India moves international convention seeking higher protection for endangered pangolin species
India approached signatories of the CITES deal, saying that the animal is expected to see a 50% drop in numbers over the next two decades.
India has moved the Convention on International Trade in Endangered Species of Wild Fauna and Flora seeking more protection for the Chinese pangolin and the Indian pangolin, which are medium-sized nocturnal mammals also known as scaly anteaters. The species is expected to see a 50% drop in numbers over the next two decades, The Telegraph reported.
The Chinese pangolin is endemic only in the north and north-eastern states of India, besides Bangladesh, Bhutan, Nepal, Myanmar, China, Lao PDR, Taiwan, Thailand and Vietnam, and the Indian pangolin is found across the country. India has proposed that both animals be moved from Appendix II to Appendix I of the CITES international agreement, which was signed by governments aiming to ensure that trade in species of wild animals and plants does not endanger their survival. Appendix 1 includes species that face the highest threat of extinction from among CITES-listed animals and plants; Appendix II lists those may face extinction so unless trade is closely monitored.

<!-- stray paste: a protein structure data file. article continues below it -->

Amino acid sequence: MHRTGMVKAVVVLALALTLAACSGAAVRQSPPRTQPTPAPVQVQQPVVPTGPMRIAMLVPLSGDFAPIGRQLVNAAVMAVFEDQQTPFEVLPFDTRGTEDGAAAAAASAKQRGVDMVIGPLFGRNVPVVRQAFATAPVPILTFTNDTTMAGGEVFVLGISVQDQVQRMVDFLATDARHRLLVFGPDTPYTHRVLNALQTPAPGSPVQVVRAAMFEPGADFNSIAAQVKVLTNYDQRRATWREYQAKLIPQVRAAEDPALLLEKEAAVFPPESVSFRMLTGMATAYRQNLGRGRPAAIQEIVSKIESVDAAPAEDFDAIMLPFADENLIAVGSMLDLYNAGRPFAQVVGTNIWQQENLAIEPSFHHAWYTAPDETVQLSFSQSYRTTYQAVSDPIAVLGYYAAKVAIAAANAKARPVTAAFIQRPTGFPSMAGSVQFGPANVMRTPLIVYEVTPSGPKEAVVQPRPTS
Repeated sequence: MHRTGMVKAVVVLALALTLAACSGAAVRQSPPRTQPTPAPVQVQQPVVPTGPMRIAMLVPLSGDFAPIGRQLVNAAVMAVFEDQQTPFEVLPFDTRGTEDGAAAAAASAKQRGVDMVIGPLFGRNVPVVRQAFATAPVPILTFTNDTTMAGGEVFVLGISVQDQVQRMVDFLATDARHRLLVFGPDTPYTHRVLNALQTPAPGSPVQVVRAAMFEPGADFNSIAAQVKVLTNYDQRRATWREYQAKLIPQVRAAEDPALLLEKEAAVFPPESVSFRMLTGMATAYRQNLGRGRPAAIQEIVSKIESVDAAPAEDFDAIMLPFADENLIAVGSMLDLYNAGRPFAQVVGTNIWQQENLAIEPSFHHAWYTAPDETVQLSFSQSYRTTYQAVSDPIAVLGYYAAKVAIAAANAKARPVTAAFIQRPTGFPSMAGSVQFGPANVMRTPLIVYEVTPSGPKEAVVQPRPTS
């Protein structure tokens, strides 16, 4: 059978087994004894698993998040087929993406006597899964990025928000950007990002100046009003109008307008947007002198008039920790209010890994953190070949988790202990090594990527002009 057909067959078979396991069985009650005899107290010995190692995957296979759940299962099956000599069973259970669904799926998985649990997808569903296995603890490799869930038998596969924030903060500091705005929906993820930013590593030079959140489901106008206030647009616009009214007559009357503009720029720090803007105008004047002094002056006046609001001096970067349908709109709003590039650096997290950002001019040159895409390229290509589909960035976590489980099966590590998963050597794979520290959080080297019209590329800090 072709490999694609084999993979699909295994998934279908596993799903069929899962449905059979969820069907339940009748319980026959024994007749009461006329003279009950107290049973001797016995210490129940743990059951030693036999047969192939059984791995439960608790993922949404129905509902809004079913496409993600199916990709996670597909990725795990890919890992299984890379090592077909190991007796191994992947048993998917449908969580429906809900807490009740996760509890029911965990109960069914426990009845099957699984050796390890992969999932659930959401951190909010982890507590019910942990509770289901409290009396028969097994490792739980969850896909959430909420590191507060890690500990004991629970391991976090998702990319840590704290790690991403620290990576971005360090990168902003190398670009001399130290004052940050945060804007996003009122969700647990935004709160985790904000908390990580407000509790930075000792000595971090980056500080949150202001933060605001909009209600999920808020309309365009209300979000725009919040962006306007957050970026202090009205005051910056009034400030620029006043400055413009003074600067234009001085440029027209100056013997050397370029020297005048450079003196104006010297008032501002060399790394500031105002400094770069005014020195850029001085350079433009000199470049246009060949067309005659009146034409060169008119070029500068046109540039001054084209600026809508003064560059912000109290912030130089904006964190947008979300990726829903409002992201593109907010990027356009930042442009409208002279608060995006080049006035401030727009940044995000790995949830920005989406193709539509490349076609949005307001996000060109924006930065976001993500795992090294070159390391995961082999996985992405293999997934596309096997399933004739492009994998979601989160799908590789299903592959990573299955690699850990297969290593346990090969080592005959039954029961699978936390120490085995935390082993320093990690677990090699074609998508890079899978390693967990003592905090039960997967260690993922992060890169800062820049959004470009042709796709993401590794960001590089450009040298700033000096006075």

The proposal pushes for pangolins to be moved to Appendix I as the species is facing a rising threat of poaching in India and internationally, especially for the trade of its meat and scales, officials said. Pangolin meat is consumed or sold in local markets, but its scales are delivered to middlemen to be send to China via Myanmar and Nepal, according to an article published in Traffic Journal (2015) by Rajesh Kumar Mohapatra.
The matter will be discussed at the 17th meeting of the Conference of the Parties of CITES at Johannesburg, South Africa, from September 24 to October 5.